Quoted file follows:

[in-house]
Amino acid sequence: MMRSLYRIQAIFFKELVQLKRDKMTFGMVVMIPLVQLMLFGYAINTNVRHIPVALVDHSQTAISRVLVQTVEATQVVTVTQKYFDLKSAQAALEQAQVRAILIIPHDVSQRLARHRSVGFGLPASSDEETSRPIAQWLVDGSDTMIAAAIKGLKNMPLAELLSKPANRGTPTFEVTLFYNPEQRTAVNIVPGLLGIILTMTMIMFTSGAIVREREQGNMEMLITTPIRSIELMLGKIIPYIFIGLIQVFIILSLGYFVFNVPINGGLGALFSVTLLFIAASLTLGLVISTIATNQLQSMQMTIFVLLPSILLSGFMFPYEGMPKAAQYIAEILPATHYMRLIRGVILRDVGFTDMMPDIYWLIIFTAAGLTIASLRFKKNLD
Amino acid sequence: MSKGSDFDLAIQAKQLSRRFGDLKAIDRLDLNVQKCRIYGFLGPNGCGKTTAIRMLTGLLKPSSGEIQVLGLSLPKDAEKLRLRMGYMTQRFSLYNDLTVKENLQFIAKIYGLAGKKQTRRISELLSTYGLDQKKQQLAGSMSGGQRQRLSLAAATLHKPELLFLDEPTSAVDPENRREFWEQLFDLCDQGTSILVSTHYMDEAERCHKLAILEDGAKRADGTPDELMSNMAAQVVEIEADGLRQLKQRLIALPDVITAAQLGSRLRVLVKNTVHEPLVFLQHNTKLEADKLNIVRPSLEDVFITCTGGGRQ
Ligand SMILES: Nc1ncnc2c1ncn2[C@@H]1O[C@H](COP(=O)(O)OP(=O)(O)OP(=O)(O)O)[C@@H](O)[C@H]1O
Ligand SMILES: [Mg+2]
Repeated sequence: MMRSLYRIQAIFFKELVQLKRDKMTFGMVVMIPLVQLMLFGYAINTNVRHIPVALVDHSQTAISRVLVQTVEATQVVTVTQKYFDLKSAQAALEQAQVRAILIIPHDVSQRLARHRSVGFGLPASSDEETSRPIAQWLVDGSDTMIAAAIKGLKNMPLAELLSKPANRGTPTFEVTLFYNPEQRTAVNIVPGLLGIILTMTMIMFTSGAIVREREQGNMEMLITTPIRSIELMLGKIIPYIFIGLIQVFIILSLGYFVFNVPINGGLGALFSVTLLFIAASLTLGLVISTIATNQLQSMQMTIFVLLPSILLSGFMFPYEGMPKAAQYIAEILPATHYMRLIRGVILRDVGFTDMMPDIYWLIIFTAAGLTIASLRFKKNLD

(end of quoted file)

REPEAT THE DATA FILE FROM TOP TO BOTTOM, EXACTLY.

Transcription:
[in-house]
Amino acid sequence: MMRSLYRIQAIFFKELVQLKRDKMTFGMVVMIPLVQLMLFGYAINTNVRHIPVALVDHSQTAISRVLVQTVEATQVVTVTQKYFDLKSAQAALEQAQVRAILIIPHDVSQRLARHRSVGFGLPASSDEETSRPIAQWLVDGSDTMIAAAIKGLKNMPLAELLSKPANRGTPTFEVTLFYNPEQRTAVNIVPGLLGIILTMTMIMFTSGAIVREREQGNMEMLITTPIRSIELMLGKIIPYIFIGLIQVFIILSLGYFVFNVPINGGLGALFSVTLLFIAASLTLGLVISTIATNQLQSMQMTIFVLLPSILLSGFMFPYEGMPKAAQYIAEILPATHYMRLIRGVILRDVGFTDMMPDIYWLIIFTAAGLTIASLRFKKNLD
Amino acid sequence: MSKGSDFDLAIQAKQLSRRFGDLKAIDRLDLNVQKCRIYGFLGPNGCGKTTAIRMLTGLLKPSSGEIQVLGLSLPKDAEKLRLRMGYMTQRFSLYNDLTVKENLQFIAKIYGLAGKKQTRRISELLSTYGLDQKKQQLAGSMSGGQRQRLSLAAATLHKPELLFLDEPTSAVDPENRREFWEQLFDLCDQGTSILVSTHYMDEAERCHKLAILEDGAKRADGTPDELMSNMAAQVVEIEADGLRQLKQRLIALPDVITAAQLGSRLRVLVKNTVHEPLVFLQHNTKLEADKLNIVRPSLEDVFITCTGGGRQ
Ligand SMILES: Nc1ncnc2c1ncn2[C@@H]1O[C@H](COP(=O)(O)OP(=O)(O)OP(=O)(O)O)[C@@H](O)[C@H]1O
Ligand SMILES: [Mg+2]
Repeated sequence: MMRSLYRIQAIFFKELVQLKRDKMTFGMVVMIPLVQLMLFGYAINTNVRHIPVALVDHSQTAISRVLVQTVEATQVVTVTQKYFDLKSAQAALEQAQVRAILIIPHDVSQRLARHRSVGFGLPASSDEETSRPIAQWLVDGSDTMIAAAIKGLKNMPLAELLSKPANRGTPTFEVTLFYNPEQRTAVNIVPGLLGIILTMTMIMFTSGAIVREREQGNMEMLITTPIRSIELMLGKIIPYIFIGLIQVFIILSLGYFVFNVPINGGLGALFSVTLLFIAASLTLGLVISTIATNQLQSMQMTIFVLLPSILLSGFMFPYEGMPKAAQYIAEILPATHYMRLIRGVILRDVGFTDMMPDIYWLIIFTAAGLTIASLRFKKNLD